Growing up as a woman in the United States sometimes feels like a trap. On the one hand, you are constantly told that you have nothing to complain about, that you should be so grateful you live in a place where women actually have "Equal rights." Men call you "angry" and "irrational" when you say that you feel unsafe. You learn in school about women's marches, but only to show that there aren't any battles left worth fighting. You do not learn that women's marches were often met with men, violent and enraged, trying desperately to keep women from rebelling. You never learn that these types of men still exist out there today, still want you to be silent.

You are told that you have won, that you have been given all that the women before you desired.

We are taught we should be silent, take what is given to us, and be grateful that what we experience is not worse

This narrative that says women today have societal equal rights is the exact opposite of what you truly experience. It is impossible to feel grateful for your safety as a woman when an action as mundane as walking down the street often transforms itself into a dangerous maze, a minefield of jeers and whistles and passer-bys with far reaching hands.

How can you tell me to be grateful for my safety when my trip to the mall last week with my fifteen-year-old sister resulted in a group of teenage boys hollering at us, blowing kisses from the second story as we tried to safely reach the exit?

Or that same day, when a man around the age of sixty asked us if we wanted to go skinny dipping on the Coney Island boardwalk? Should I be grateful for the fact that these men only came at us with their words? Do these men deserve my praise for only being sexist to a degree, for not doing any worse?

I don't think so.

Navigating the world as a woman is living with the knowledge that you are never truly safe

You are not safe in parking lots, or movie theaters, or supermarkets. I can't even count the times I have been catcalled walking in a place that seemed so quiet, by a man so void of motive. Why shout at a girl through your car window as she walks, book bag strapped tightly to her back, home from high school?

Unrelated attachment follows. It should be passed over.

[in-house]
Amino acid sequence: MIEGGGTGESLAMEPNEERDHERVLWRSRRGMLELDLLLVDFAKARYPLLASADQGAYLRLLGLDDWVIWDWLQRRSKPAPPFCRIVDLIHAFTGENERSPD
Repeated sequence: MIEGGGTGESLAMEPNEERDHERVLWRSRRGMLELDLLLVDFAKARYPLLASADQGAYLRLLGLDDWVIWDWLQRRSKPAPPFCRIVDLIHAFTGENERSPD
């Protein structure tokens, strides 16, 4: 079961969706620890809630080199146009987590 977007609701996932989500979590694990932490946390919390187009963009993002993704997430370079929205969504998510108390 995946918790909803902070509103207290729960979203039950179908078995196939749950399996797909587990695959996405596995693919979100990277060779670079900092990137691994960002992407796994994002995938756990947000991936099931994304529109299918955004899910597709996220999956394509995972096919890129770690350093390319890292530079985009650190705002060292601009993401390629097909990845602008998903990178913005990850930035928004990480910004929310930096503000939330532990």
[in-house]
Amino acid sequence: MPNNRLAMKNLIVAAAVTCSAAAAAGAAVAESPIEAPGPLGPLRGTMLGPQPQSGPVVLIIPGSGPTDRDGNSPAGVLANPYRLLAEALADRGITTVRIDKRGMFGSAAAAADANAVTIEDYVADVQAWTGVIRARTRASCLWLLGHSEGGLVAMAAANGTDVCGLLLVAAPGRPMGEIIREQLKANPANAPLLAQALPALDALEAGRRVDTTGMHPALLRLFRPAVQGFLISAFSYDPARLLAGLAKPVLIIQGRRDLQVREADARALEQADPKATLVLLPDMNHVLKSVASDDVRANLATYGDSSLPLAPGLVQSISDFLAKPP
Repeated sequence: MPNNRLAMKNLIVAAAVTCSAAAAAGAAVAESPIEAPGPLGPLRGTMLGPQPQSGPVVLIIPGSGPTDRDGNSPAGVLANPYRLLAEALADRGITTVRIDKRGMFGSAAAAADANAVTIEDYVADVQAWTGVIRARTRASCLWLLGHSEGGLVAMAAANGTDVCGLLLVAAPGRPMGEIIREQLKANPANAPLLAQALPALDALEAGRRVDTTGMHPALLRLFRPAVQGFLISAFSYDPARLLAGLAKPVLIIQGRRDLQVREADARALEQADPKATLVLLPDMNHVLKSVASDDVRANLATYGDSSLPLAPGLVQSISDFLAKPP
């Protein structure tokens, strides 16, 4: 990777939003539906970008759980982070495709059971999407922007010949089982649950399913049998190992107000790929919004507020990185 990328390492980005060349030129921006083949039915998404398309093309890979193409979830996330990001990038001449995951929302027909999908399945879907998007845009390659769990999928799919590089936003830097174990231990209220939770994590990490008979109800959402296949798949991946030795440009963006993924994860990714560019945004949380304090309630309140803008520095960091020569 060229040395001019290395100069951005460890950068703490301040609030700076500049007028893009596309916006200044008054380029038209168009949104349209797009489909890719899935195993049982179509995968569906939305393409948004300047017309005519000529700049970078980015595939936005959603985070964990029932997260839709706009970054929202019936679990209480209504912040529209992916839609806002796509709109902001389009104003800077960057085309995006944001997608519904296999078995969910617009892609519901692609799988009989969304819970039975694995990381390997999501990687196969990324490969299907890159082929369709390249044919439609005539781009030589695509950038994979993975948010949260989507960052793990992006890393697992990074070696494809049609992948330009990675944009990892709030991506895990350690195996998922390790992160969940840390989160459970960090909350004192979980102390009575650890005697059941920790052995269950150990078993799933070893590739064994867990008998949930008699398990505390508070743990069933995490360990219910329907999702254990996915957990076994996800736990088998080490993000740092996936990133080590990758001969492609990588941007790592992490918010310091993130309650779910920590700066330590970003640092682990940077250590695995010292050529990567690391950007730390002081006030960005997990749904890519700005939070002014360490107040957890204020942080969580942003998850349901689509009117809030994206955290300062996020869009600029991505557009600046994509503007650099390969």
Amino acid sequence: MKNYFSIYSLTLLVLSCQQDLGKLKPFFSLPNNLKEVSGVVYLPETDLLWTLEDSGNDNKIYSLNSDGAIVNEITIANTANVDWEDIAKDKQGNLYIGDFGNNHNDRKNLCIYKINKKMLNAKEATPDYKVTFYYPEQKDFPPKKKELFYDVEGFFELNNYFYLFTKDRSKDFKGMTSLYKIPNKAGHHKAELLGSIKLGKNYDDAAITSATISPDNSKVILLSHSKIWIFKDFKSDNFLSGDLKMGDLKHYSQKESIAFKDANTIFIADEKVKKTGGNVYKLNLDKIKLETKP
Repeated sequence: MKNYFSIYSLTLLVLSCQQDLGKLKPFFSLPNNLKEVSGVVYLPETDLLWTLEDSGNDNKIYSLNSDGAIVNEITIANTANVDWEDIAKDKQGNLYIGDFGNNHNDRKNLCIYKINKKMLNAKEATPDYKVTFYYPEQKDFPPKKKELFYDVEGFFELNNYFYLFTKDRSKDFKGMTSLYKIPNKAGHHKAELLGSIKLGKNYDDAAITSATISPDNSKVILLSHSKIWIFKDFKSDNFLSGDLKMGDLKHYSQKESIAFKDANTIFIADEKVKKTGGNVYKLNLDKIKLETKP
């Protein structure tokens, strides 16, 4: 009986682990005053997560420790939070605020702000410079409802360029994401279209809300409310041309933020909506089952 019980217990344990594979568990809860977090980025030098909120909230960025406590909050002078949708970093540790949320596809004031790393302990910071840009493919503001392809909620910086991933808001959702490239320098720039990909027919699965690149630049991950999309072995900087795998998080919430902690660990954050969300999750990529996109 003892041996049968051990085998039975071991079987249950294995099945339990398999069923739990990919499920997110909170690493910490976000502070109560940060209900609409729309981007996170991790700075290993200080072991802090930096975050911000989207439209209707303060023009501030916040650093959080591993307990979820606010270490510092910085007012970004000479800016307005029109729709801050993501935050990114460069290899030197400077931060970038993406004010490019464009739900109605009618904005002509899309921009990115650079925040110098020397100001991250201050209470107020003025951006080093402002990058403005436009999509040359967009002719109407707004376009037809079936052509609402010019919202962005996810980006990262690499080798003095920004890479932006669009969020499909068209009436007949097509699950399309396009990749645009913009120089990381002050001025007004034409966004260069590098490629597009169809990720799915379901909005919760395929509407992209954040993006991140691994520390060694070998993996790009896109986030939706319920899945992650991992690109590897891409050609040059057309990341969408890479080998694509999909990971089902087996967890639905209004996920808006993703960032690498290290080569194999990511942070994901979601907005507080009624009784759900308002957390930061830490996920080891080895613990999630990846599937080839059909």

Why make crude gestures towards her and her mother as you ride by on your bike? What sort of reward comes from these actions?

I do not understand why men take pleasure in scaring women. It seems nonsensical to me to derive a sense of joy from causing others discomfort. Despite the fact that I don't understand it, this type of sexist, frightening behavior occurs each and every day. Every woman you have ever met has had to experience this kind of fear, the fear that simply comes from being a woman living in the world. This does not mean that we are weak. No, I would say that getting up each day and doing what we have to do despite the justifiable fear we feel shows our bravery and our strength.

Women are fighters. Yes, we marched to gain our rights, and time after time we continue to march and protest. We will do this until we are truly equal, until walking down the street is just walking down the street, until Catcalling a woman is viewed as just as vulgar and socially unacceptable as screaming a random slew of profanities at a man.

Lastly, a message to my fellow women out there: do not ever let anyone tell you you should be quiet. Do not let anyone take away your voice. You are allowed to be infuriated. You do not have to sit silently by and watch the world treat you as it desires.

You were born to speak your mind. You were born to fight, and no amount of men screaming advances at you from across the street can take away your strength.

So, keep fighting.

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